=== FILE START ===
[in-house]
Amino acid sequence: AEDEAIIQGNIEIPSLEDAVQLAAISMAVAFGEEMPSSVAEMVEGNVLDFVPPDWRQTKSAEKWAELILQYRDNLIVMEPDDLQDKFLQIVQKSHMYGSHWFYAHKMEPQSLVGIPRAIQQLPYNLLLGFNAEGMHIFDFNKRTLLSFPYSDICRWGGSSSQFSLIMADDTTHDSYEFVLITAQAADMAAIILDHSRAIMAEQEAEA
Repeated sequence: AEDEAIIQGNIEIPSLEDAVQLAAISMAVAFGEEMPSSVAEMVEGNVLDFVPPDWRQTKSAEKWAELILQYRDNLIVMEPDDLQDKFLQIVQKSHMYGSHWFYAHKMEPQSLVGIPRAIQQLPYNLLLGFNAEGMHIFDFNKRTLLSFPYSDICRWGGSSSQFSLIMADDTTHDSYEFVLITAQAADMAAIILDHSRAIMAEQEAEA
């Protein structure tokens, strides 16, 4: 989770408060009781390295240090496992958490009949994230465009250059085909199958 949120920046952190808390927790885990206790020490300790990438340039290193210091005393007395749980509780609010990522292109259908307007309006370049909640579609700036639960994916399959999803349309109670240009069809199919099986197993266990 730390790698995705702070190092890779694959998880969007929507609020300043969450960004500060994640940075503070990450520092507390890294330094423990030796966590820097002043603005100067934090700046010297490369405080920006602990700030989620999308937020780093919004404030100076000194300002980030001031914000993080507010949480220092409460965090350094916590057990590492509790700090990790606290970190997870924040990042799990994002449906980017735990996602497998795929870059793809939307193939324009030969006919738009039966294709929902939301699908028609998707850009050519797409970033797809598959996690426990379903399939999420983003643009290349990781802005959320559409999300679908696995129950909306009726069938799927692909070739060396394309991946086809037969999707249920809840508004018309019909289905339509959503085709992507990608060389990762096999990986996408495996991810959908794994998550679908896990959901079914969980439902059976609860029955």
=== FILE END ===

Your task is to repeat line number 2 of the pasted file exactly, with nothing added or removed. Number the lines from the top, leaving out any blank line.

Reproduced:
Amino acid sequence: AEDEAIIQGNIEIPSLEDAVQLAAISMAVAFGEEMPSSVAEMVEGNVLDFVPPDWRQTKSAEKWAELILQYRDNLIVMEPDDLQDKFLQIVQKSHMYGSHWFYAHKMEPQSLVGIPRAIQQLPYNLLLGFNAEGMHIFDFNKRTLLSFPYSDICRWGGSSSQFSLIMADDTTHDSYEFVLITAQAADMAAIILDHSRAIMAEQEAEA